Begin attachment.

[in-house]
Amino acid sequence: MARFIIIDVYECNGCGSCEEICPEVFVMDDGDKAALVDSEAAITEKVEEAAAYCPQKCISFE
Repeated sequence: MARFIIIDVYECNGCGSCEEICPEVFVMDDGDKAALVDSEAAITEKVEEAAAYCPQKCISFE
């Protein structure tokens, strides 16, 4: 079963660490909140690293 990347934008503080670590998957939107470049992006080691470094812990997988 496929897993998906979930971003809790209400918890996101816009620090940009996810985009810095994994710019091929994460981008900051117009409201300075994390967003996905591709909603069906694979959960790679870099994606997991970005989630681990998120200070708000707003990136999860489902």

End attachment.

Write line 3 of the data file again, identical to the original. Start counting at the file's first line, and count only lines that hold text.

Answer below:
Repeated sequence: MARFIIIDVYECNGCGSCEEICPEVFVMDDGDKAALVDSEAAITEKVEEAAAYCPQKCISFE